I nervously watched Joel. This was his first ever big water paddling experience. I don’t think I have ever been prouder of him. He handled his boat well, stroking, counter stroking, high bracing, low bracing and braking against the waves for hours on end. Not once did he complain. His face showed quiet determination and resolve. No fear. We had two options: turn around and battle headwinds and advancing waves and then retreat back down the western side of the island, or keep going. A third option would have been to give up and let ourselves be dashed to bits against rocky cliffs; but since this trip was billed as a father/son outing to build our relationship and talk about things that dads are supposed to talk to their sons about, being dashed against the rocks didn’t seem an appropriate finale to the trip.

Every so often on the eastern side of the island, rocky headlands protrude.  At each rocky headland, none of which was large enough to offer protection from the wind and waves, the seas grew even more confused. Some waves would refract around the headland, coming at us from other directions. Other waves would reflect off the cliffs, hitting us from the opposite direction of the prevailing waves. Other waves would strike submerged rocky reefs and seem to leap up out of nowhere. Still other waves formed klapotis or jump waves caused by the face-to-face collision  of two waves traveling in opposite directions. Waves could and did come at us from all points of the compass. It was five hours of intense concentration without a pause for rest.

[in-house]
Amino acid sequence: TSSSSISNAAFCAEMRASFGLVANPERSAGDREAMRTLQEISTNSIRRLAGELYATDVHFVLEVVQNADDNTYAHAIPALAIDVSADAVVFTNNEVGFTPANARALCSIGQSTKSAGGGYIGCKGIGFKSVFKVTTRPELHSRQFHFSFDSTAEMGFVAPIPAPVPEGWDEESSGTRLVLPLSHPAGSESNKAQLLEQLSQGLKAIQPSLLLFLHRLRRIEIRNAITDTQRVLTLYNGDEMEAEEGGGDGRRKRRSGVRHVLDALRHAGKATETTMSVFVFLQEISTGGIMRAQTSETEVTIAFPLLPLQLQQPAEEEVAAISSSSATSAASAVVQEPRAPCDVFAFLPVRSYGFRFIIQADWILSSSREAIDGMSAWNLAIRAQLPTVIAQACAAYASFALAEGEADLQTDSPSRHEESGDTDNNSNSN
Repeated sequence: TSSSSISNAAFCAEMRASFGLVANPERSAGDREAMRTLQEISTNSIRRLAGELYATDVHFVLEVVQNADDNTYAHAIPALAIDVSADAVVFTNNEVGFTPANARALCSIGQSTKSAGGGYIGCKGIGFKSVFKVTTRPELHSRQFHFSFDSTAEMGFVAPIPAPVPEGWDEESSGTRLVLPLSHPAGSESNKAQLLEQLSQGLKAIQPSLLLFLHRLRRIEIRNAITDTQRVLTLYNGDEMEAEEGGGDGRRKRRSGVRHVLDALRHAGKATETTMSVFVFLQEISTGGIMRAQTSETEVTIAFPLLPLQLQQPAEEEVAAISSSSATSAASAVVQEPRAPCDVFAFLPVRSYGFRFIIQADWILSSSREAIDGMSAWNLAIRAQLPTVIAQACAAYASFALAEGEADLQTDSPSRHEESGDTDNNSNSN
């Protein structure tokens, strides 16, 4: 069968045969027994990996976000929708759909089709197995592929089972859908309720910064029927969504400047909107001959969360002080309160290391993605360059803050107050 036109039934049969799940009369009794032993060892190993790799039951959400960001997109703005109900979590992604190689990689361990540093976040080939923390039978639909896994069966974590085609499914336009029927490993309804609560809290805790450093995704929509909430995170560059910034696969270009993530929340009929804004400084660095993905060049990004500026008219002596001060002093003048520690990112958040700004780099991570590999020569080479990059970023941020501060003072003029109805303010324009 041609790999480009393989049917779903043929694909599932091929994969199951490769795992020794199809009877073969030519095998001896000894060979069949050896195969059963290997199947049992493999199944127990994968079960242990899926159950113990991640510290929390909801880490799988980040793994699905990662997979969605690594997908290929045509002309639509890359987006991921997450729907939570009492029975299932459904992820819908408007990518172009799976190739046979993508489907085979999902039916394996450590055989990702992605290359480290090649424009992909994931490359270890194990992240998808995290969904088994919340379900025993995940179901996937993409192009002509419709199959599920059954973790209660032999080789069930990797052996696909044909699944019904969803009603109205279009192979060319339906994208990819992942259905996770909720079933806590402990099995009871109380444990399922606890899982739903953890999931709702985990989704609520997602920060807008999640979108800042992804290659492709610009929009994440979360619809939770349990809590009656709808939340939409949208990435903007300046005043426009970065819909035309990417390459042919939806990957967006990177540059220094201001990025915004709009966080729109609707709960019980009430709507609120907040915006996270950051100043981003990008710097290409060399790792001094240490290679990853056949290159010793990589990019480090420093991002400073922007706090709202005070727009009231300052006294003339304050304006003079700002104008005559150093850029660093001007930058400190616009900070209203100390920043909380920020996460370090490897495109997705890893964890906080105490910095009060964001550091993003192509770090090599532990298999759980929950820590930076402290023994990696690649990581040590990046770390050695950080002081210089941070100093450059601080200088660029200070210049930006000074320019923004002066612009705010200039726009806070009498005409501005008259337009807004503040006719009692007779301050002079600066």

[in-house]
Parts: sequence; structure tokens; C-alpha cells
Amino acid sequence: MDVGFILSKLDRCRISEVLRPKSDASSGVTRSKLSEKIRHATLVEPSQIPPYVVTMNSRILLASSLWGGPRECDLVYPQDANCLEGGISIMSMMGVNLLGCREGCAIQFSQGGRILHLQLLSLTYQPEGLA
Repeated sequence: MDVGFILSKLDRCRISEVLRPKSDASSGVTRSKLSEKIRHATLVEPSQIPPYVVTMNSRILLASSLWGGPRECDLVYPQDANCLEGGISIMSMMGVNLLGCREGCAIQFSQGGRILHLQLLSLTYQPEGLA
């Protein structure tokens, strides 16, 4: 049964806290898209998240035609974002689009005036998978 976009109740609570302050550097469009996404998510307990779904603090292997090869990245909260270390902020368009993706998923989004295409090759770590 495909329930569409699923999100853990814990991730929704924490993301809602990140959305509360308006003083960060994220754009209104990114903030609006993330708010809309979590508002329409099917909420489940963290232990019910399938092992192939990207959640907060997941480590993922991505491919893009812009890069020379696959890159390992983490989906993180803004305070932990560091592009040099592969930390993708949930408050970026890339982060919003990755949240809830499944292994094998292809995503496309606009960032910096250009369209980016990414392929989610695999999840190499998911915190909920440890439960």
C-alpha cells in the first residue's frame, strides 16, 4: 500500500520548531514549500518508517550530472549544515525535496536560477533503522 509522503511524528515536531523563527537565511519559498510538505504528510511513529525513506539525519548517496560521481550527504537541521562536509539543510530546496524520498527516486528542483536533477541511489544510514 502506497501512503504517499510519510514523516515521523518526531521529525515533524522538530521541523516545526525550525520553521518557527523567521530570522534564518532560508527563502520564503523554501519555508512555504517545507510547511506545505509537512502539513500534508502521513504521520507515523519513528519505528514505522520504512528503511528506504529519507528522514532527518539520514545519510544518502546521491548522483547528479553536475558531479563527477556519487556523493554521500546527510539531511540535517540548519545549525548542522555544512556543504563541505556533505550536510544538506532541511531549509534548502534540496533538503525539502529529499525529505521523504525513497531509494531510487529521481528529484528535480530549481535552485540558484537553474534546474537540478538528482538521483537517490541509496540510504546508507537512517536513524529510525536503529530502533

Playa Bonanza at dawn

Playa Bonanza at dawn

After a long, hard, and relentless paddle, we rounded the last rocky headland and entered the shelter of Playa Bonanza, a two-mile-long stretch of picture-perfect beach. Protected by a large headland at the northern end, the water inside the bay was calm, with only gentle wavelets lapping at the shore. Rest, peace, food: a great way to end a long struggle. The tension of the previous five hours melted into oblivion, leaving nothing but a wild memory, a healthy boost of self confidence for Joel, and a feeling of accomplishment for both of us. We made camp, once again  by simply throwing our sleeping bags onto the sand. Dinner was boxed macaroni and cheese. My blow torch stove,  my Hell in a handbag, did a remarkable job of boiling the water for the noodles.

After darkness had fallen, Joel and I lay on our sleeping bags gazing up at a moonless but incredibly star-crowded night sky. Only those who have been far from civilization in a desert or out at sea can truly appreciate the majestic beauty of the horizon to horizon clutter of uncountable stars.  There were so many stars it got me wondering if God is not some kind of hoarder.

Staring upward, we talked about a lot of things.  We talked about what it means to be a good man, based on the New Testament book of Titus, written by the Apostle Paul. Words of wisdom 2,000 years old still packing  a punch of truth, giving guidance for today, which if followed will help in marriage, work, relationships, enabling  the simple joy of good living.   My hope and prayer for Joel is that these words will guide his life, as in just a few short years he will be entering his own manhood. The words of the  Apostle Paul and my example: will they be enough?